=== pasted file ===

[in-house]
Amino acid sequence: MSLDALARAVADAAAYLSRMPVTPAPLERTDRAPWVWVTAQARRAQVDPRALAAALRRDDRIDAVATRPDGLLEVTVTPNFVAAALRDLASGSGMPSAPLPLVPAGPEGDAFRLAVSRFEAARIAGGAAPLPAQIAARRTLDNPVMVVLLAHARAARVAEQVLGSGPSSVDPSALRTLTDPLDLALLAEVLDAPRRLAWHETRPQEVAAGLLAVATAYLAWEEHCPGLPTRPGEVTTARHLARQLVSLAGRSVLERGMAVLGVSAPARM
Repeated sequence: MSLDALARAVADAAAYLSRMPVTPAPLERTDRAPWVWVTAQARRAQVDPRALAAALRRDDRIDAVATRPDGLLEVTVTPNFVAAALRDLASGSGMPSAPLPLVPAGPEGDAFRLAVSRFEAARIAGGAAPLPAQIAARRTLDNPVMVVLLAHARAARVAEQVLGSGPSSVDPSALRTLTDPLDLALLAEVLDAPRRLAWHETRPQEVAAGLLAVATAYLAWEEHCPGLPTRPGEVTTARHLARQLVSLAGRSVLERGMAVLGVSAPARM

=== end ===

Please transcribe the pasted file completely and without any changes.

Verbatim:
[in-house]
Amino acid sequence: MSLDALARAVADAAAYLSRMPVTPAPLERTDRAPWVWVTAQARRAQVDPRALAAALRRDDRIDAVATRPDGLLEVTVTPNFVAAALRDLASGSGMPSAPLPLVPAGPEGDAFRLAVSRFEAARIAGGAAPLPAQIAARRTLDNPVMVVLLAHARAARVAEQVLGSGPSSVDPSALRTLTDPLDLALLAEVLDAPRRLAWHETRPQEVAAGLLAVATAYLAWEEHCPGLPTRPGEVTTARHLARQLVSLAGRSVLERGMAVLGVSAPARM
Repeated sequence: MSLDALARAVADAAAYLSRMPVTPAPLERTDRAPWVWVTAQARRAQVDPRALAAALRRDDRIDAVATRPDGLLEVTVTPNFVAAALRDLASGSGMPSAPLPLVPAGPEGDAFRLAVSRFEAARIAGGAAPLPAQIAARRTLDNPVMVVLLAHARAARVAEQVLGSGPSSVDPSALRTLTDPLDLALLAEVLDAPRRLAWHETRPQEVAAGLLAVATAYLAWEEHCPGLPTRPGEVTTARHLARQLVSLAGRSVLERGMAVLGVSAPARM